Patents, compulsory licensing and the common good

Do patents assume the character of material resources of the community or do they remain privately owned property?

The World Intellectual Property Organisation (WIPO) celebrates Intellectual Property Day on April 26 to display the strength of innovation in transforming the world. This year, IP Day is anchored on the idea of ‘Building our Common Future with Innovation and Creativity’.

The WIPO has made a call to innovators and inventors to connect IP to Sustainable Development Goals to make the world a better place to live. The 17 Goals guide the nations to channelise resources - including technological and intellectual - to achieve a quality of life, peace and prosperity for individuals. In view of the theme of IP Day, a discussion on the nature of property over patents and the usage of the same for the common good is undertaken in this academic endeavour.

With reference to the ongoing constitutional issue on the significance of ‘material resources’ in the context of private property in Property Owners Association v. State of Maharashtra, the write-up examines an analogy between the nature of compulsory licensing and the common good by contextualising the nature of patent rights. Do patents assume the character of material resources of the community or do they remain privately owned property? Do the provisions related to compulsory licensing indicate the communitarian character of the property having a limited right to the patent holder?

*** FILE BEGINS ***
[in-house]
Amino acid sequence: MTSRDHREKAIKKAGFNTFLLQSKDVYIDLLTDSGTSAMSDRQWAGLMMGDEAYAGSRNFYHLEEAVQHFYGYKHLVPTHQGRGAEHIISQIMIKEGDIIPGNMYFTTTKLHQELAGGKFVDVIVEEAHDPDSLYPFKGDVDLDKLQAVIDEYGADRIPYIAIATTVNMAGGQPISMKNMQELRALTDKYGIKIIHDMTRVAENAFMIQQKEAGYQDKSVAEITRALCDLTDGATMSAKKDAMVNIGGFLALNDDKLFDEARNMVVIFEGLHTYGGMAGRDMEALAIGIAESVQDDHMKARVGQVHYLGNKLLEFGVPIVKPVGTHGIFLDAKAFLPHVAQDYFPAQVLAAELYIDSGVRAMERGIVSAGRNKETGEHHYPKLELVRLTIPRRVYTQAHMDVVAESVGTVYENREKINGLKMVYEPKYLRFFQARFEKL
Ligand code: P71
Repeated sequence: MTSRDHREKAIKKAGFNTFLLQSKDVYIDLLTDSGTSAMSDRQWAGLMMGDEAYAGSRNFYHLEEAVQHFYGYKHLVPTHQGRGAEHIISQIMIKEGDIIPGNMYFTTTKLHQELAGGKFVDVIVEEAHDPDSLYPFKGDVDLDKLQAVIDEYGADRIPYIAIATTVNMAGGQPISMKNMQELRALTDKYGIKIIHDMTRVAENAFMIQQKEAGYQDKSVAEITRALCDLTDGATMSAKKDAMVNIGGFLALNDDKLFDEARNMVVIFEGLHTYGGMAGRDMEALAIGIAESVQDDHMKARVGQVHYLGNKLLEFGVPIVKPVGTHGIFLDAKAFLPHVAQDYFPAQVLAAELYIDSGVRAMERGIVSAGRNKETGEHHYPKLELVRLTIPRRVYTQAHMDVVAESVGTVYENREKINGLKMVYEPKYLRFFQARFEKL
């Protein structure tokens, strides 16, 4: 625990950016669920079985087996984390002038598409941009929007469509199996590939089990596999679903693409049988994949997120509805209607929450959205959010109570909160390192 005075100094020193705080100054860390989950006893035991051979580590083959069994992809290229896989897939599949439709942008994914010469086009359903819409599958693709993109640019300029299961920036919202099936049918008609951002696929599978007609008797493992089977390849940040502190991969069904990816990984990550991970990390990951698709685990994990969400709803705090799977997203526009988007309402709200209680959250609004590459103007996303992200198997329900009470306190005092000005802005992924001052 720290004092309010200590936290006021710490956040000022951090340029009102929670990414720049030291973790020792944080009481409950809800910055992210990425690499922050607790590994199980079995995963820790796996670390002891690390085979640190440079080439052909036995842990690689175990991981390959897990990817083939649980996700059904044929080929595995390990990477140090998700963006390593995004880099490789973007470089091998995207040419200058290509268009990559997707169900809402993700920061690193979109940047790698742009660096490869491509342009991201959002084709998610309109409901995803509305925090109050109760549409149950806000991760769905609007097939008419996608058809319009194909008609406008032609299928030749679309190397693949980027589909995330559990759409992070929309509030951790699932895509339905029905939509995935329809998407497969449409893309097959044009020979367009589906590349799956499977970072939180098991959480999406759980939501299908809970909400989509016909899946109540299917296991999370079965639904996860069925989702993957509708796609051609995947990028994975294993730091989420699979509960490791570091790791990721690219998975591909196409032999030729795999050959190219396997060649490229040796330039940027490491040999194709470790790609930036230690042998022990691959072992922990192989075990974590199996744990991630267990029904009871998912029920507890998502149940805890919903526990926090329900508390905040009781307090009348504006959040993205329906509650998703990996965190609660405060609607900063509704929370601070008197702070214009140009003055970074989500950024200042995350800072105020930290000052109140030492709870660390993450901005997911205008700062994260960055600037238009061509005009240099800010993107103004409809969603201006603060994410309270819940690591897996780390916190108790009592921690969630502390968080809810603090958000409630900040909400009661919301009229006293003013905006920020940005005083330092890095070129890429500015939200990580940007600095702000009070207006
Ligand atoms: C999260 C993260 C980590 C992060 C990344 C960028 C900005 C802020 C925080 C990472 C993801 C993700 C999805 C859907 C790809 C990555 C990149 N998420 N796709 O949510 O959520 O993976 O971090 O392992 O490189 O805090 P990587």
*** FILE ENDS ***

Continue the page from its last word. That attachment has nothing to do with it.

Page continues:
Patent as a material resource of the community

A patent is a statutory right guaranteed to the inventor for novel and efficacious inventions. It is granted for an advanced and purposeful invention. The ‘right to exclude’ others from making, using, selling, or importing a patented product in India is the core of the legal right guaranteed to the patent holder. The exclusive nature of the right conveys the materialistic attributes of the invention as the beneficiaries of the patent are the members of society. Every patent is a creation based upon the previous knowledge developed by others. Possibly, because of this reason, the statutory limitation of ownership rejects the perpetual terms over the patent. Others are allowed to utilise the invention on the terms and conditions determined by the patentee.